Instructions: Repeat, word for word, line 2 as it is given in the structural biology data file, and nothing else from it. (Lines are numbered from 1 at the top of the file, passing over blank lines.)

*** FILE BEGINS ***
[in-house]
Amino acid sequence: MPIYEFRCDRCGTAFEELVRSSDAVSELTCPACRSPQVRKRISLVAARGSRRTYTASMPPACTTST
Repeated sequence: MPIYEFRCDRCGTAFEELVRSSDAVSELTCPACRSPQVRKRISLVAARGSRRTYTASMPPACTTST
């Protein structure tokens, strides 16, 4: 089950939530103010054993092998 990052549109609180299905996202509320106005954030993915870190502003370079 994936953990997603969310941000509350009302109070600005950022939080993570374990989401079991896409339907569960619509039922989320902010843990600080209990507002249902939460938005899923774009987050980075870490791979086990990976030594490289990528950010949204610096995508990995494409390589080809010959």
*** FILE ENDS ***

Amino acid sequence: MPIYEFRCDRCGTAFEELVRSSDAVSELTCPACRSPQVRKRISLVAARGSRRTYTASMPPACTTST